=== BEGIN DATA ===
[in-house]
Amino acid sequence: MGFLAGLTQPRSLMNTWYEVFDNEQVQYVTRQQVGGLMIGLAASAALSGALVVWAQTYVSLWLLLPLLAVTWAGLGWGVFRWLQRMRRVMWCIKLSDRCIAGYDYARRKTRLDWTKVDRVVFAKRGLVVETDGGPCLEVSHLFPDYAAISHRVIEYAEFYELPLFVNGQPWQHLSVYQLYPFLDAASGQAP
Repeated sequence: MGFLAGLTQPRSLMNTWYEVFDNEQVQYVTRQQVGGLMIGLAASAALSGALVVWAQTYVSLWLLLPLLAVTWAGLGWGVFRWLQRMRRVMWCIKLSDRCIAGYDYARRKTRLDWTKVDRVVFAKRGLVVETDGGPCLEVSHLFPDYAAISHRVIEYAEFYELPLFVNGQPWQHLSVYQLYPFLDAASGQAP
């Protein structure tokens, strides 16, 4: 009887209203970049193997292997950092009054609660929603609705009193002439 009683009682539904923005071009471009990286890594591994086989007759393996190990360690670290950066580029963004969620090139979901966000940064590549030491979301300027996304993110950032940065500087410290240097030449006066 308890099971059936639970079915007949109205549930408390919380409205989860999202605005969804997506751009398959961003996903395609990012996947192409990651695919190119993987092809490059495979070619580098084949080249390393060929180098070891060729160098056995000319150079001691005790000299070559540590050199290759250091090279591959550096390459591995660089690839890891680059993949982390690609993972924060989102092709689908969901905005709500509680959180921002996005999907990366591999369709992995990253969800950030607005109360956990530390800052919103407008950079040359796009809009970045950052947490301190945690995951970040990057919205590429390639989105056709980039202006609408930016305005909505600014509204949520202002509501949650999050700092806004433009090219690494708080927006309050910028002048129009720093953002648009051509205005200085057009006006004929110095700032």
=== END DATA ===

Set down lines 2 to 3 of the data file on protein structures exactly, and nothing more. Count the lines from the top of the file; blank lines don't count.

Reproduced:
Amino acid sequence: MGFLAGLTQPRSLMNTWYEVFDNEQVQYVTRQQVGGLMIGLAASAALSGALVVWAQTYVSLWLLLPLLAVTWAGLGWGVFRWLQRMRRVMWCIKLSDRCIAGYDYARRKTRLDWTKVDRVVFAKRGLVVETDGGPCLEVSHLFPDYAAISHRVIEYAEFYELPLFVNGQPWQHLSVYQLYPFLDAASGQAP
Repeated sequence: MGFLAGLTQPRSLMNTWYEVFDNEQVQYVTRQQVGGLMIGLAASAALSGALVVWAQTYVSLWLLLPLLAVTWAGLGWGVFRWLQRMRRVMWCIKLSDRCIAGYDYARRKTRLDWTKVDRVVFAKRGLVVETDGGPCLEVSHLFPDYAAISHRVIEYAEFYELPLFVNGQPWQHLSVYQLYPFLDAASGQAP